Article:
required to pay a portion of the charges (called coinsurance)
above your deductible, depending on what your insurance policy says (e.g. you might pay 50% of the
charges in excess of your deductible with the insurance company paying the other half up
until you have met your maximum out-of-pocket limit).
With HSAs, once you have met you
Maximum-Out-Of-Pocket limit (there can be different Maximum Out of
Pocket limits for out-of-network care), the insurance company pays 100% of any further covered benefits during that year.
For example, suppose your family
HSA qualifying HDHP has a $4,800 deductible
with a 50% coinsurance rate in-network after the deductible until you meet a
$5,800 dollar annual maximum out-of-pocket limit.
If you incurred $4,800 in expenses for covered benefits
in-network in one year, then you would have to pay $4,800 dollar that year
which can be paid from your HSA if you desire.
If you incurred an additional $3,000 in covered
expenses above the $4,800 deductible ($7,800 in total expenses), then you
would be responsible to pay 50% of the next $2,000, or $1,000. At this
point you will have spent $5,800, your maximum out-of-pocket limit, and the
insurance should begin to pay 100% of all in-network covered benefits
thereafter during the year.
Typically, a single illness or injury occurring at the
end of a year and carrying forward into the next year may be treated as
occurring in the prior year, but you should confirm this with your insurance
Most high deductible insurance policies have networks
of Preferred Providers (the insurance companies use Preferred Provider
Organizations, PPOs). This means that the insurance company has access to
pre-negotiated discounted fees often referred to as
Allowable Charges for the doctors , hospitals and other health
care providers in their network.
If you have PPO insurance and are seeing an
in-network provider, once you identify yourself as having PPO coverage the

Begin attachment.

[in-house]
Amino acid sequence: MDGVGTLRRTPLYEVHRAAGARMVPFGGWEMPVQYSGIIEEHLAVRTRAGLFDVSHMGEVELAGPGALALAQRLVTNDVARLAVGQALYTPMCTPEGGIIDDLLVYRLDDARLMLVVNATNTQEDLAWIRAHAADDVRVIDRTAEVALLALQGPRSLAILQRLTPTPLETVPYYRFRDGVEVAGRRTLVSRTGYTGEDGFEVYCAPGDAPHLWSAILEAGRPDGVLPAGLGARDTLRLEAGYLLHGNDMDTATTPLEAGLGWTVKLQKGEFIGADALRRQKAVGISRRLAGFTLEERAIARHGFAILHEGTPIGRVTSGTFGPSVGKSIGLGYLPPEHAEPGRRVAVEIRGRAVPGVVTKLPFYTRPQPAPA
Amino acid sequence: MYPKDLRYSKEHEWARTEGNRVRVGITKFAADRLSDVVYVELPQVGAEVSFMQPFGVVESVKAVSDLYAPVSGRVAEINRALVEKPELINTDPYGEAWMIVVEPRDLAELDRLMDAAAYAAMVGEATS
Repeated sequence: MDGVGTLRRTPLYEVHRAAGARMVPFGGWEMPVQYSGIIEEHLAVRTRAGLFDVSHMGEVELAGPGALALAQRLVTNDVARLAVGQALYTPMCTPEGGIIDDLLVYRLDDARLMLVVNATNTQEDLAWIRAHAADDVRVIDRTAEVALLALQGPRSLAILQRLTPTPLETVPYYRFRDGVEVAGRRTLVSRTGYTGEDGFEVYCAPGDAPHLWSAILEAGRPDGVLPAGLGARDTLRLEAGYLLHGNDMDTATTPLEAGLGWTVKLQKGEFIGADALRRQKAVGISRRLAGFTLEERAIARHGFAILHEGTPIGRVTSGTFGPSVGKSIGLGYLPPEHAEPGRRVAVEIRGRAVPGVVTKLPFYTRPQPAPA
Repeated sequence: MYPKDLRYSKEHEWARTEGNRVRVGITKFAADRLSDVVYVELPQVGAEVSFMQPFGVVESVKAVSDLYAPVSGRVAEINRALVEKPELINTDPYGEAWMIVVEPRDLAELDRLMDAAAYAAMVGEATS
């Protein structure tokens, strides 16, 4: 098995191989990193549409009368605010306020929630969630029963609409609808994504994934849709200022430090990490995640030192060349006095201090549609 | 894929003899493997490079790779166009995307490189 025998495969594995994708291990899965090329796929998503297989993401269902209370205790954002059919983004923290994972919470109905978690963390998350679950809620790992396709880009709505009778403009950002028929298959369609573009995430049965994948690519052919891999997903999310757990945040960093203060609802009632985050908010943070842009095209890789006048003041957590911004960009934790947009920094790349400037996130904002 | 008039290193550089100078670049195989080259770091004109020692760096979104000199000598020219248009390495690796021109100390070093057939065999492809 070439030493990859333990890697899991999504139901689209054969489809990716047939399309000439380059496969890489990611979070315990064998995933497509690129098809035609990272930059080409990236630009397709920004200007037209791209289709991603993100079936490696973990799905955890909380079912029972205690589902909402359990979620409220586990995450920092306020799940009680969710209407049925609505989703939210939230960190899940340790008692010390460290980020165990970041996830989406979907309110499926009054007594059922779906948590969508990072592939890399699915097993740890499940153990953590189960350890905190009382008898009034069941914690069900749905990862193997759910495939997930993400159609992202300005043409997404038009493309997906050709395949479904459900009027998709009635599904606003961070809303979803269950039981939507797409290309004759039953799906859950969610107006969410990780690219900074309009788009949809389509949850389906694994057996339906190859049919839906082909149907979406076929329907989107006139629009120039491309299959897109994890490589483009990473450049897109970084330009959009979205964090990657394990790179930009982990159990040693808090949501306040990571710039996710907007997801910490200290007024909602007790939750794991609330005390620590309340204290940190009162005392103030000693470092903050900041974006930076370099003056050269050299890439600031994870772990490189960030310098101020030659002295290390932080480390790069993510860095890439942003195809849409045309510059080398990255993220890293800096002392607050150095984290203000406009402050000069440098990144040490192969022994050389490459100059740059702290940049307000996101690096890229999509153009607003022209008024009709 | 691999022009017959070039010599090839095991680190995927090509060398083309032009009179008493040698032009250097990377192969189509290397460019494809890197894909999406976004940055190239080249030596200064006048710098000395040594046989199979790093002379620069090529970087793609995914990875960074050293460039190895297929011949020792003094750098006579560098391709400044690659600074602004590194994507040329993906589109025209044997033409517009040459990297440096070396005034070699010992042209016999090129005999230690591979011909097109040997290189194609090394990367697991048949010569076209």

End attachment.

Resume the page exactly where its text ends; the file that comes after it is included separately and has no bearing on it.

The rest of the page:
doctors are usually required to bill the insurance company for any services you
If you are seeing an in-network provider and you want
to have your insurance company billed, then let the doctor’s office know you
have that kind of PPO insurance coverage in advance.
In-network providers agree to accept as payment in full, the
health plan's allowable charge, often
referred to as the usual, customary and reasonable charge (UCR or UC).
This is what the insurance company will pay and usually the maximum amount
the insurance company will credit toward your deductible for particular
These fees are considered proprietary by most
insurance companies, so it is very hard if not impossible to discover in
advance or even at the time of purchase what the insurance company will pay
the doctor, or reimburse to you for what you pay directly to the doctor.
In that regard, especially if you are
be careful that you keep good records regarding what you spent your money
on; and if you anticipate spending will be close to your deductible, submit
these claims to the insurance company early and begin to ask you doctors to
bill the insurance company from there on out.
A mistake here could cost you a lot of money!
If you go out-of-network, you might have limited or
even no insurance coverage at all. Federal law allows insurance
companies to write HSA qualifying insurance policies that have different
coverage limits for out-of-network care than they do for in-network care.
An exception MAY be for true emergency services. For
instance, if you have a heart attack and are taken emergently to an
out-of-network hospital and are cared for by out-of-network physicians, most
policies will have at least some degree of coverage for those emergency